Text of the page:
About half of doctors in top specialties in Washington state accept payments from pharmaceutical firms and medical-device makers.
Though this is much lower than their peers outside Washington, those who took cash were about twice as likely as those who did not, to prescribe more expensive brand-name drugs.
An analysis from ProPublica with cooperation from The Seattle Times, reveals for the first time that doctors who accepted payments prescribed drugs differently on average than those who did not.
Doctors had long rejected any connection between the money they received from pharmaceutical firms and their drug prescriptions.
According to Seattle-based, HIV expert Dr Peter Shalit, 62, there was little connection between the nearly $189,000 he received from the industry in 2014, mostly in consulting and speaking fees, and his very high rate of prescriptions for brand-name drugs, Fortune reported.
He added about 55 per cent of his prescriptions were for branded drugs in 2014, more than twice that of his peers in internal medicine, those these were mostly for his patients with HIV/AIDS, who had few generic alternatives.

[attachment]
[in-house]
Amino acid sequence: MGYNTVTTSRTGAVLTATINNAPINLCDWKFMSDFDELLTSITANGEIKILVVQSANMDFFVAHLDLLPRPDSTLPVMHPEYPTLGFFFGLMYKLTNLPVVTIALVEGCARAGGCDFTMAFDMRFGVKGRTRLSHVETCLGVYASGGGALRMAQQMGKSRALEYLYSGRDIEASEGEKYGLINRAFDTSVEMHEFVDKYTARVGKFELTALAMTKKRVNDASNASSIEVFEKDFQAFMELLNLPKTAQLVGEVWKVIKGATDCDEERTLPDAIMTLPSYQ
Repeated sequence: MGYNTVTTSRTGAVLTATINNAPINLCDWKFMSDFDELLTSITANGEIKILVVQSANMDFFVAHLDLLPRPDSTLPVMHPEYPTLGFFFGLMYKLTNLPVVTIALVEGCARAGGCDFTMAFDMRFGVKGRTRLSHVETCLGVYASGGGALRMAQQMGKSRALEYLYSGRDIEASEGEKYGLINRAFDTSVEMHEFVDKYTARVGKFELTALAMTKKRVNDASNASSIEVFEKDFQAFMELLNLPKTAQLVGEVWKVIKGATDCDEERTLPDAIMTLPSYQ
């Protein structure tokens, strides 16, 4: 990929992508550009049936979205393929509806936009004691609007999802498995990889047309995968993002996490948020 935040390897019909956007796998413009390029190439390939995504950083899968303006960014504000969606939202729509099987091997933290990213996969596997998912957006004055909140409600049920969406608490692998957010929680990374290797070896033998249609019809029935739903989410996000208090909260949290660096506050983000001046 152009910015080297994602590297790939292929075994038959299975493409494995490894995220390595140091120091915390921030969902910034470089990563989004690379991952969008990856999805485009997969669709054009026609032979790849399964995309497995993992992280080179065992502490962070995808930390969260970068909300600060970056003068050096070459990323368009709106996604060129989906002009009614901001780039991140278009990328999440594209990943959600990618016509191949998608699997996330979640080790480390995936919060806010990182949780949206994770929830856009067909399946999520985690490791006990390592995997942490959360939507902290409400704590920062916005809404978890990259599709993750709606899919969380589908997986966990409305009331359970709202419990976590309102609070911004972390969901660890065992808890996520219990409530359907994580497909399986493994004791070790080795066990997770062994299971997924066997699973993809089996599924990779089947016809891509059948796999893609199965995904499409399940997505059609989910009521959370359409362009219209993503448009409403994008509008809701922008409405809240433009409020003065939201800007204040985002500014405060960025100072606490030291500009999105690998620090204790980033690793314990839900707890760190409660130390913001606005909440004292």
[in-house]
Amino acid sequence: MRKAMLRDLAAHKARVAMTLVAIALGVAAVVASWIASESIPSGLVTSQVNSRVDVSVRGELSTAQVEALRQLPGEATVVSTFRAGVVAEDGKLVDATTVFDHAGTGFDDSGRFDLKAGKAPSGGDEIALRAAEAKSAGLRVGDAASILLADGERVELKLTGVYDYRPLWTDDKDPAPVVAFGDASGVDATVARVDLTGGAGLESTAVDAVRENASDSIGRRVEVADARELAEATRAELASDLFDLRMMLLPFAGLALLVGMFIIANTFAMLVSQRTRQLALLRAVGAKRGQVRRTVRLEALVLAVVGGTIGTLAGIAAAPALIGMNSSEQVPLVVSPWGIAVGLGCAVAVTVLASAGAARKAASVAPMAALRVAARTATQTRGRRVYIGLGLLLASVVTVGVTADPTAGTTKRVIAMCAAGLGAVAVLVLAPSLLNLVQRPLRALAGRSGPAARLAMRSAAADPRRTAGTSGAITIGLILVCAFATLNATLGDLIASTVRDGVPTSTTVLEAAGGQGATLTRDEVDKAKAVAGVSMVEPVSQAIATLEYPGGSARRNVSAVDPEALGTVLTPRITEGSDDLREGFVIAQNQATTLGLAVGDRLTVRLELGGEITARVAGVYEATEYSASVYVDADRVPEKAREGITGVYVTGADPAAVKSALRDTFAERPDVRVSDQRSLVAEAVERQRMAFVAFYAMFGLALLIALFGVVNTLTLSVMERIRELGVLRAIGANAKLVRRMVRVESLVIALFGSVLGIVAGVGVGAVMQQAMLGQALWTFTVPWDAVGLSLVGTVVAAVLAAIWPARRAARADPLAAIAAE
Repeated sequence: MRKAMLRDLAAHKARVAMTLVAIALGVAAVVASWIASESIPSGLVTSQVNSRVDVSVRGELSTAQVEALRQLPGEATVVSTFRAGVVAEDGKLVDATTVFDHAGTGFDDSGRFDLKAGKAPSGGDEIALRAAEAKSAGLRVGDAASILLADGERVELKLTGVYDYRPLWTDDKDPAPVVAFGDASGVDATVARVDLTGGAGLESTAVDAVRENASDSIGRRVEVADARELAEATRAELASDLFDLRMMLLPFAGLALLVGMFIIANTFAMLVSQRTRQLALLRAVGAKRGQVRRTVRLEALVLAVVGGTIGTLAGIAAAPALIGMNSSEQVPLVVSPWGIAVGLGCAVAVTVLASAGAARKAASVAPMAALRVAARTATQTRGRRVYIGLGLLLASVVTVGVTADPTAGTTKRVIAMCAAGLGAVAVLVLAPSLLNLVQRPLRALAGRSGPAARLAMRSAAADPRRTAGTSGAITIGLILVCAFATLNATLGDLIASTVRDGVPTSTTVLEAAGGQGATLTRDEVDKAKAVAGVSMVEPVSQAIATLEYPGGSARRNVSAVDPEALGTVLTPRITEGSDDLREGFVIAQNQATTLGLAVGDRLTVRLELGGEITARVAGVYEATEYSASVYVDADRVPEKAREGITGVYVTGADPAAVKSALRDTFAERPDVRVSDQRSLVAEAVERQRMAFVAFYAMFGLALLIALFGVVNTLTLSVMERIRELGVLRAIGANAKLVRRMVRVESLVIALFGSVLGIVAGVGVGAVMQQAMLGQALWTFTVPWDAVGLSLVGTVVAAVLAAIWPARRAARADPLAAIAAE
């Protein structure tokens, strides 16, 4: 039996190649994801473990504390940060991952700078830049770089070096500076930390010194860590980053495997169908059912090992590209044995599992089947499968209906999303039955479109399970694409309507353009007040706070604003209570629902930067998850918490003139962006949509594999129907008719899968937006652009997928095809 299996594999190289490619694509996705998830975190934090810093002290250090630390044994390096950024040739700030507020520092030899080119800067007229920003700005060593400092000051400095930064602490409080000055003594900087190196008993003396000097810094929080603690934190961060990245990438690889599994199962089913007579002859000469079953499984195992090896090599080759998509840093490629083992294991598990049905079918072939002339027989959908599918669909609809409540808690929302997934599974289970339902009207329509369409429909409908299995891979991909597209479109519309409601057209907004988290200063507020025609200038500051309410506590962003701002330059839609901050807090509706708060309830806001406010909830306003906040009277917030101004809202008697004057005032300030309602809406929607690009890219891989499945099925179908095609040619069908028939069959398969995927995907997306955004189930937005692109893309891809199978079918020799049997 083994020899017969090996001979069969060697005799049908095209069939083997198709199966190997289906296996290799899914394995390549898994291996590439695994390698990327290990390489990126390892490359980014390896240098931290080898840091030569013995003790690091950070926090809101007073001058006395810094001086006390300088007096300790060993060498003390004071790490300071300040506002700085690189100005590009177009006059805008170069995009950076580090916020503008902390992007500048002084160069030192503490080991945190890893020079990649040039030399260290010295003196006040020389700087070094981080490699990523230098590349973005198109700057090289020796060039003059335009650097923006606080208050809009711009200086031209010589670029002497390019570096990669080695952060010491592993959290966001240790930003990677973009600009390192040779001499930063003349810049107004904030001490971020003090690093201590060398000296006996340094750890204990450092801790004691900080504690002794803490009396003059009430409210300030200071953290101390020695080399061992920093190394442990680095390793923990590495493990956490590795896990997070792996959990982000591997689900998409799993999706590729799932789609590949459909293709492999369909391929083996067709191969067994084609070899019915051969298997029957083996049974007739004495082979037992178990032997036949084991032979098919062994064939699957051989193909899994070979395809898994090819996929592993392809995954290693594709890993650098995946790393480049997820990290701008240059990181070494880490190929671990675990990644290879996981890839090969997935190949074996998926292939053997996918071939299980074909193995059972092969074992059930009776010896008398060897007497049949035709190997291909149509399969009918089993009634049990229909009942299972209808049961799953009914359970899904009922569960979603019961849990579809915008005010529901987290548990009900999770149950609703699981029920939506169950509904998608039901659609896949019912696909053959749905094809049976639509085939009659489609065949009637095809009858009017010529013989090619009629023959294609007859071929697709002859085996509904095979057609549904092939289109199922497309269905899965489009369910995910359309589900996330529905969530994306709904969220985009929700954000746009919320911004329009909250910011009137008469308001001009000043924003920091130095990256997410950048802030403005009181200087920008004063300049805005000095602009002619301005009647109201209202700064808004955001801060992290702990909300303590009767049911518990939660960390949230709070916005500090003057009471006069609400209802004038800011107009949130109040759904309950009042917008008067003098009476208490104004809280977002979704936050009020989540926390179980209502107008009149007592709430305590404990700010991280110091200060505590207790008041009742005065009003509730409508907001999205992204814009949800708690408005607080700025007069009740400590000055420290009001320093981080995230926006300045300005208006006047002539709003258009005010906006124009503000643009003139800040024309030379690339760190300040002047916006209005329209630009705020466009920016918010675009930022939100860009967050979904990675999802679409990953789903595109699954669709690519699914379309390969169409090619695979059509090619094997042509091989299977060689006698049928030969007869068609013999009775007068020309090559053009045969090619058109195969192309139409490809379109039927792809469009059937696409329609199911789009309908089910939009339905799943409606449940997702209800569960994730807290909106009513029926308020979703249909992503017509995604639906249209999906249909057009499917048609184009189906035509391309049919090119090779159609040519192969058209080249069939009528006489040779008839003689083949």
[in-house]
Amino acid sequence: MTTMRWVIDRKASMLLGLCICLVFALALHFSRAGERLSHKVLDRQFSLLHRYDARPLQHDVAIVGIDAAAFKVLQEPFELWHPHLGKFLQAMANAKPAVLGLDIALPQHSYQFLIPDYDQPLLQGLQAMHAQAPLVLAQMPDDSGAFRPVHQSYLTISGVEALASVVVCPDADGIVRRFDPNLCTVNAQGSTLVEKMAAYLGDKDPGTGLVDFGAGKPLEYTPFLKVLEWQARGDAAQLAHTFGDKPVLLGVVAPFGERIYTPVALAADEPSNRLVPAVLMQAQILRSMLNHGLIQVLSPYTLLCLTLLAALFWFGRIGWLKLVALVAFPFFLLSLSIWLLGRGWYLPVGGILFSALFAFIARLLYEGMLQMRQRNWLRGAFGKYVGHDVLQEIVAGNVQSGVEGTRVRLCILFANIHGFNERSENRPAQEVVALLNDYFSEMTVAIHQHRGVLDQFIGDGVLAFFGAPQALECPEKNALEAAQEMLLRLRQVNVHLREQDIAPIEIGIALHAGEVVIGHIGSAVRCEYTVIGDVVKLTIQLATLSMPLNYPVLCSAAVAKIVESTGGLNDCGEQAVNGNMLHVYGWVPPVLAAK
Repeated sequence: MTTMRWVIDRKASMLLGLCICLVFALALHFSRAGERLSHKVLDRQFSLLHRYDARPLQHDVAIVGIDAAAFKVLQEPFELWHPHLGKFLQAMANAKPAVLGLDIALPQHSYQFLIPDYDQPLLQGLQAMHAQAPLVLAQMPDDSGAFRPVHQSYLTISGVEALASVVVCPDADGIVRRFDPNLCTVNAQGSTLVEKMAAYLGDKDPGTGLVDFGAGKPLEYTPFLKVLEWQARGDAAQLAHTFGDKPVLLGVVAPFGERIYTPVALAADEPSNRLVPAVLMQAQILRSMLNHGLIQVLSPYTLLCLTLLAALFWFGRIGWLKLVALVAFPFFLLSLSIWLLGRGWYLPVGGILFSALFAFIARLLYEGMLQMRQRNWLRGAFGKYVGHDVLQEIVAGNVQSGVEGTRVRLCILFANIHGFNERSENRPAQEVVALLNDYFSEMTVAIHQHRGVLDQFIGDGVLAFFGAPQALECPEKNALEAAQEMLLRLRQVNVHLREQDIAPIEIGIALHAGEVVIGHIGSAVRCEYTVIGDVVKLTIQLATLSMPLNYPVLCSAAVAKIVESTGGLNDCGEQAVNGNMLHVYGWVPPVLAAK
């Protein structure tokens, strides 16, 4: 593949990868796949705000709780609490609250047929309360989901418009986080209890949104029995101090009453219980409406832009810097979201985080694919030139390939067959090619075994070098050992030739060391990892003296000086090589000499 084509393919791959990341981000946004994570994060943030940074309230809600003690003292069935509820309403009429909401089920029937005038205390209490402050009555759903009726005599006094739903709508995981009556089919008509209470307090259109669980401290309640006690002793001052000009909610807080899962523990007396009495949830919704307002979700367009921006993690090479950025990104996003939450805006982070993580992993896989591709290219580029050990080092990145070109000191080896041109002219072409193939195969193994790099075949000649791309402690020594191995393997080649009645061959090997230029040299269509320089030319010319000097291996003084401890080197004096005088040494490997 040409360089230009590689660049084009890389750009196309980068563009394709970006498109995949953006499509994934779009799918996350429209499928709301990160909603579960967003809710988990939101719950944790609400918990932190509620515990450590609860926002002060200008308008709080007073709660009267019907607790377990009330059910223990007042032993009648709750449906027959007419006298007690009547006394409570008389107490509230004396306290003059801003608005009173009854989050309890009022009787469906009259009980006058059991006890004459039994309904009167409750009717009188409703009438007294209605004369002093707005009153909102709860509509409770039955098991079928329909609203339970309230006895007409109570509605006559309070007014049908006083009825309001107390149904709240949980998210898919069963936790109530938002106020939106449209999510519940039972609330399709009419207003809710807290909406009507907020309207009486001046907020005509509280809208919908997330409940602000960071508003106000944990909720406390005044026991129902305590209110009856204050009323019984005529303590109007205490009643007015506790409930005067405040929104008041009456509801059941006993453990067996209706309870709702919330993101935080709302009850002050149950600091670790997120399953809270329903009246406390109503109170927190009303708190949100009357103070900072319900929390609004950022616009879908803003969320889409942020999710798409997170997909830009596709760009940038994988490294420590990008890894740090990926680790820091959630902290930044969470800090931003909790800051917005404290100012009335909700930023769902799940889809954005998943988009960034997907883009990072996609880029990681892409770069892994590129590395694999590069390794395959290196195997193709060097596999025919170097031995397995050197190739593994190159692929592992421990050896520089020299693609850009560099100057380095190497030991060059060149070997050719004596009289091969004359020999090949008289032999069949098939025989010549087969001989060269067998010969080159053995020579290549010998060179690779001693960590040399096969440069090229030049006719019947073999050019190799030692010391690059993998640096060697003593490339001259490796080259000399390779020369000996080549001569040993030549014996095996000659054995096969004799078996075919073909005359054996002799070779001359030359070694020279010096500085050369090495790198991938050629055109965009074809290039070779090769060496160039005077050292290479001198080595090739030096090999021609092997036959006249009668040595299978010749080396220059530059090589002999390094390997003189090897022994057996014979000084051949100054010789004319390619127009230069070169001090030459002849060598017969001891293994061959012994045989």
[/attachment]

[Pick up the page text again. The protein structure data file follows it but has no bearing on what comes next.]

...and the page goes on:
The authors of the study, however, point out that the findings of Medicare Part D prescription drug data, did not suggest a link between payments and doctors choosing to prescribe drugs from the specific companies making those payments. However, they did find a clear correlation between average rates of overall brand-name prescribing and receiving industry money.
That was ultimately a positive for the revenue of pharmaceutical companies, and the trend consistently grew stronger the more industry money a doctor received.
For instance, internal medicine specialists who had taken over $5,000 had a 30.1 per cent brand-name prescription rate in 2014, as against the 19.8 per cent rate for doctors who received nothing.